Roll with Me, California to New York City

It has been seven weeks and 1,600 miles since Gabriel Cordell last saw his home in California.

In that time he has logged hundreds of hours of wear and tear on his two wheelchairs as he journeys across the interstates and highways of the United States.

Gabriel is not an athlete. He’s never competed in a Paralympic event or pushed in a marathon. In fact, his path since his spinal-cord injury has been anything but promising. Feelings of self pity, isolation, and addiction was a way of life for the 42-year-old California resident.

But that all changed nine months ago when he decided to fulfill a self promise to accomplish something remarkable with his life that positively impacts people across the world by age 45.

Cordell was reborn into humanity and with support from family and friends, he slowly began to piece his life back into a meaningful existence. He left his addictions behind, discarded his destructive vices, and set off on a path to regain control of his life.

Cordell credits much of his success to his neighborhood YMCA for helping make much of his journey possible. “The biggest factor that helped me on the road to recovery was the staff and guests of the YMCA,” says Cordell. “They’ve helped keep me motivated, have never judged my past life or the fact I’m in a wheelchair. It’s been my safe haven.”


But this is not a story about a man in a wheelchair, but a tale of the unstoppable human spirit. “I’ve been clean for nine months,” says Cordell. “Staying sober is far more difficult than being in a wheelchair.”

On April 1, Cordell and his Roll with Me support team set off on an epic journey that will take him on a cross-country trek from California to New York with nothing more then his everyday wheelchair.

Cordell hopes to make the more than 3,000 mile trip in 75 days, stopping along the way at local YMCA facilities to generate disability awareness and inspire communities to come together in celebration of the human spirit. “I hope to reach people from all walks of life and inspire people with disabilities and those without,” says Cordell.

“We get a lot of stares from puzzled motorists clearly thinking, Why is a guy in a wheelchair rolling along the highway? But we’ve met a lot of friendly people offering to help out somehow or donate money for our cause.”

To celebrate the midway point of his endeavor, Hard Rock Hotel & Casino officials provided Cordell and the documentary crew hotel rooms to stay each night as he rolls through the area. Each day, Cordell travels as much as possible then either sleeps in his RV or stays in a hotel when rooms are provided.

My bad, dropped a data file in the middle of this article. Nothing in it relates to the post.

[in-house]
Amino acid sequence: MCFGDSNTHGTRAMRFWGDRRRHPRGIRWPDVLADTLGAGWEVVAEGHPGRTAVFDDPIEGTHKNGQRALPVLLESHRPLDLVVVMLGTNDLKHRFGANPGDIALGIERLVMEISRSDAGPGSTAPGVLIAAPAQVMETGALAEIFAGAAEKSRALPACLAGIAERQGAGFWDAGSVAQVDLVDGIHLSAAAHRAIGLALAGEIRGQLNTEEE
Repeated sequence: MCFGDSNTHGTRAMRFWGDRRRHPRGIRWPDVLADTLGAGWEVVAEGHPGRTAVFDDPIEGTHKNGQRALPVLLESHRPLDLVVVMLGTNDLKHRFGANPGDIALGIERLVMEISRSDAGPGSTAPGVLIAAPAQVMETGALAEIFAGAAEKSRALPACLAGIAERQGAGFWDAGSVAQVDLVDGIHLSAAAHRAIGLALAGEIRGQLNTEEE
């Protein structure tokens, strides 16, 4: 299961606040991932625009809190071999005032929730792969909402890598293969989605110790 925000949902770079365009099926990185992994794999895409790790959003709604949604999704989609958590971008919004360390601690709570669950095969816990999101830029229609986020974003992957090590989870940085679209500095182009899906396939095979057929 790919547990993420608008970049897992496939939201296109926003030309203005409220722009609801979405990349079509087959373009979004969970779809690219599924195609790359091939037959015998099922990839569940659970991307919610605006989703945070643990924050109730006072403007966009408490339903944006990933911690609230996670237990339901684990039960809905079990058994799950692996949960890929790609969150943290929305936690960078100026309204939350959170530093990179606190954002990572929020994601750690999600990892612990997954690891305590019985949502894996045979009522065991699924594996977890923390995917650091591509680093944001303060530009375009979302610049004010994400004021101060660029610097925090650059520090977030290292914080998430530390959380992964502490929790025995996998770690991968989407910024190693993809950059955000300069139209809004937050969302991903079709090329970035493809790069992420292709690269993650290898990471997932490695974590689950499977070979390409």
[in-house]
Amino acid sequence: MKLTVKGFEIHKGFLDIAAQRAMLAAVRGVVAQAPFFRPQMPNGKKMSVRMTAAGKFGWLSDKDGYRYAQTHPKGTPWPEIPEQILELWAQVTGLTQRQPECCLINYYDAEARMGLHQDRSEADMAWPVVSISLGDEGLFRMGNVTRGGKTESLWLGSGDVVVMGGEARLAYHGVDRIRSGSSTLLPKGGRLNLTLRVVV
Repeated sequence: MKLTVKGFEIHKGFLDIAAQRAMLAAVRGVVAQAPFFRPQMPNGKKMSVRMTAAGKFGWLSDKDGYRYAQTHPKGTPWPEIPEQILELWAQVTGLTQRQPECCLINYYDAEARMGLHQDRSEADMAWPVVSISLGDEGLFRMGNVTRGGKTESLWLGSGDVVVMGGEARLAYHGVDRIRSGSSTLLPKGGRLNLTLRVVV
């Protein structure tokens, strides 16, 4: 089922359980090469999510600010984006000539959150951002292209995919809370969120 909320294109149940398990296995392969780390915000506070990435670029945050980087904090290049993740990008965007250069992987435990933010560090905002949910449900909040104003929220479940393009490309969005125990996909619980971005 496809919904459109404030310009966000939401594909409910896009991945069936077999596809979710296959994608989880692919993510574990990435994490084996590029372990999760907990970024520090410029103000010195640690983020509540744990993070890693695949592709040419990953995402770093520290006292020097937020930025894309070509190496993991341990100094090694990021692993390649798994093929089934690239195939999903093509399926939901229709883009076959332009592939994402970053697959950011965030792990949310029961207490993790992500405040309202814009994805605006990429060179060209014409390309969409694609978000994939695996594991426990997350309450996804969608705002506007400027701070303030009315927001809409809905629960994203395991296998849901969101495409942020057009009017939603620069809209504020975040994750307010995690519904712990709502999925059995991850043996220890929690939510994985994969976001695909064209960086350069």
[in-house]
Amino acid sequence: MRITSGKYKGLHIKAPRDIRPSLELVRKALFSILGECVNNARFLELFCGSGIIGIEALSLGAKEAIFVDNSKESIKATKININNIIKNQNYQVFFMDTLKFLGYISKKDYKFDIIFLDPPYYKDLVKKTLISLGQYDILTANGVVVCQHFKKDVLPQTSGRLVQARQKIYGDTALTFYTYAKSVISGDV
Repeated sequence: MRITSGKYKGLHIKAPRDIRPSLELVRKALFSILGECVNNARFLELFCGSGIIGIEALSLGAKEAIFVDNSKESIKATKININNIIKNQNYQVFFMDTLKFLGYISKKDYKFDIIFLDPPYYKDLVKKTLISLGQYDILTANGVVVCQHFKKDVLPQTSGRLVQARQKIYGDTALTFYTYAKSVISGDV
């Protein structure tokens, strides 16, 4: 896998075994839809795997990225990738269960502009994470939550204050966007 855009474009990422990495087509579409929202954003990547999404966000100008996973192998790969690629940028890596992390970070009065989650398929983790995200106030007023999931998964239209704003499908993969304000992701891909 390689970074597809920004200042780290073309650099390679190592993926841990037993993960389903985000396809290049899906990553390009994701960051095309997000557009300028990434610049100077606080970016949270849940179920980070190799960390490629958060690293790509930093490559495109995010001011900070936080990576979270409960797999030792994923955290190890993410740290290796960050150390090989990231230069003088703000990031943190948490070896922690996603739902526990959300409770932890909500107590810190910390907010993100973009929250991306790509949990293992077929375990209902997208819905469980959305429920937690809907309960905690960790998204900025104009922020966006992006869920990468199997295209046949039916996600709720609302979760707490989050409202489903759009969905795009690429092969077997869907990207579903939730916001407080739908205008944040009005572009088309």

On Friday, Cordell was surprised to find out Mobility Plus was meeting with him to make some much-needed fixes to his primary and backup wheelchairs.

“I had no idea they were going to do this,” said Cordell, as he tried to contain his smile. “My tires are worn down, the castors are almost shot, the seat back has broken down. This is great. Between this and the hotel rooms Hard Rock has provided for the crew and me, this is incredible.”


In total, Mobility Plus officials contributed more than $500 in parts and the time to replace them. They also provided spare parts and have agreed to ship him more tires farther down the road.

Cordell’s journey began on March 30, when he departed the Santa Monica Pier. The destination is his hometown of West Hempstead, N.Y.
Throughout his journey Cordell has been accompanied by a documentary film crew, headed by Independent Spirit Award Nominee filmmaker Lisa France.
Cordell and the “Roll With Me” team hope his endeavor will bring wheelchair awareness to the public, while also serving to inspire people of all abilities to realize that no person need be constrained by their past or by their physical circumstances.

“We are really happy to support Gabriel and his cause,” said Shawn Slaton, CEO of Cherokee Nation Businesses, which oversees both Hard Rock Hotel & Casino Tulsa and Mobility Plus. “He is on an amazing journey and deserves all the support he can get. As an Oklahoman, I appreciate his concern and desire to help the tornado victims.”

Cordell has been averaging roughly 30 miles a day through the southwestern deserts before entering the plains and hills of Oklahoma. On Monday, he completed his daily ride in the Oklahoma City area in time to seek shelter before the devastating storm hit Moore.

After seeing the destruction of the numerous tornadoes across the central part of the state, the 42-year-old paraplegic felt obligated to take time away from his personal trip to assist a family in Carney by clearing debris at what was once their home before a tornado destroyed it.

“A family member of theirs met me in a park as I was traveling and told me their story,” Cordell said. “After seeing everything that had happened in Moore, I really wanted to help someone, so I asked if the crew and I could go help however possible.”

The time spent clearing debris created a setback in his daily mile log, but Cordell said that experience has been the most impactful moment of his endeavor.

“To be able to help others on this journey means so much to me,” Cordell said. “My goal by doing this was to positively impact one person. The great thing is I’ve already done more than that just by changing the lives of eight people – the crew and me – and we’re only halfway.

“God willing, I’m going to finish this.”

For more information, including journey updates and how to contribute, visit
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